A group of Russian researchers from SECURITY.NNOV has uncovered a new flaw in Microsoft Internet Explorer that would allow an attacker to execute arbitrary code on a victim's system when the victim visits a Web page or views an HTML email message.

The Computer Emergency Response Team Coordination Center (CERT/CC), which issued an advisory about the flaw Monday, said the buffer overflow vulnerability would allow the attacker the system privileges of the victim and noted that the flaw could be exploited to distribute viruses, worms or other malicious code.

CERT attributed the vulnerability to Internet Explorer's improper handling of the SRC attribute of the directive, which can be used to include arbitrary objects in HTML documents. Common types of embedded objects include multimedia files, Java applets and ActiveX controls. The SRC attribute specifies the source path and filename of an object.

CERT said an HTML document, like a Web page or HTML email message, which contains a crafted SRC attribute can trigger a buffer overflow, executing code with the privileges of the user viewing the document. Microsoft Internet Explorer, Outlook and Outlook Express are all vulnerable. Other applications which use the Internet Explorer HTML rendering engine, such as Windows compiled HTML help (.chm) files and third-party email clients, may also be vulnerable.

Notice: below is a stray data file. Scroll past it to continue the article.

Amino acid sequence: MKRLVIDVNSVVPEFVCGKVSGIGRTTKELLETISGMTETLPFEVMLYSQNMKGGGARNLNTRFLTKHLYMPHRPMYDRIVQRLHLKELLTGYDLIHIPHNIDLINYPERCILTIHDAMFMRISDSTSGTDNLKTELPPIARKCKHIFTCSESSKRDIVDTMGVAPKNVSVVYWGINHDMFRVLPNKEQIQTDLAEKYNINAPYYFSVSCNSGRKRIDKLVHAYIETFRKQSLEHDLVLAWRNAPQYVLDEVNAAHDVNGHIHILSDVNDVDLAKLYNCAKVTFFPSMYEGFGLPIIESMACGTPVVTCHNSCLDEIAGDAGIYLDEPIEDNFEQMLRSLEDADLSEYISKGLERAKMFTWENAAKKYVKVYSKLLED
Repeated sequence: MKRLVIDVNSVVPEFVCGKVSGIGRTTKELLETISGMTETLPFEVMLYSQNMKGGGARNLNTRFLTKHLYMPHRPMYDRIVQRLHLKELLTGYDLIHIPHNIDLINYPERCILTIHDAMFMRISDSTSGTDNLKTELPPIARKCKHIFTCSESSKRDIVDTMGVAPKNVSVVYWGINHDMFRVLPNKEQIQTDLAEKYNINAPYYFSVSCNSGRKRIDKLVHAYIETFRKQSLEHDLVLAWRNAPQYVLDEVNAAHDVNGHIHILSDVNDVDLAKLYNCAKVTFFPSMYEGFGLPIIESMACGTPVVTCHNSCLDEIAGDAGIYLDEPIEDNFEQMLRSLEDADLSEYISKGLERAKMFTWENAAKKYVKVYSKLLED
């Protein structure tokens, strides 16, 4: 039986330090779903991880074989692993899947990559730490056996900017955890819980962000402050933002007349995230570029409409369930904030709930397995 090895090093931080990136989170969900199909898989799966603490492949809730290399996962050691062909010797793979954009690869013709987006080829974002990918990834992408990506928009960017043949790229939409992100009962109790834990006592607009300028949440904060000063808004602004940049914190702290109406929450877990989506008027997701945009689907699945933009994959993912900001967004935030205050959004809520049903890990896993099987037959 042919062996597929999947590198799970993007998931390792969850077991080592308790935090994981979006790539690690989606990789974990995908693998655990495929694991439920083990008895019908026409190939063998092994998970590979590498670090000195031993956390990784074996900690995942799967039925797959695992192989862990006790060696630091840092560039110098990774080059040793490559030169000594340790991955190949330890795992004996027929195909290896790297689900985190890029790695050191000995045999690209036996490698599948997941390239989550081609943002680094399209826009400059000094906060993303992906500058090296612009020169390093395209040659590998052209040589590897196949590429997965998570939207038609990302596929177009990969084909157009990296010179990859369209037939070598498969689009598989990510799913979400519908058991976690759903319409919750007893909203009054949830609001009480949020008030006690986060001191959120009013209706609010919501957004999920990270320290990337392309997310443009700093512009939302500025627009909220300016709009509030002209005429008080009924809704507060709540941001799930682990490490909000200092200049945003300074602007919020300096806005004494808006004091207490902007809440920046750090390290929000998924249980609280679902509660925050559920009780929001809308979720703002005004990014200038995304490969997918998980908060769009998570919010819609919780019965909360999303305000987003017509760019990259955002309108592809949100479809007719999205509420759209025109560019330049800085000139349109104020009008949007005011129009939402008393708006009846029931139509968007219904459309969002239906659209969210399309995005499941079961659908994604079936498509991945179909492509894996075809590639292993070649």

Microsoft has already released a patch which protects against the vulnerability and some other recently discovered flaws.

CERT also recommended disabling ActiveX controls and plugins, or, at a minimum, disabling the "Run ActiveX Controls and Plugins" security option in the Internet Zone and the zone used by Outlook or Outlook Express. That option is already disabled in the "High" zone security setting.

CERT also suggested installing the Outlook Email Security Update, which configures Outlook to open email messages in the Restricted Sites Zone, in which the "Run ActiveX Controls and Plugins" security option is disabled by default.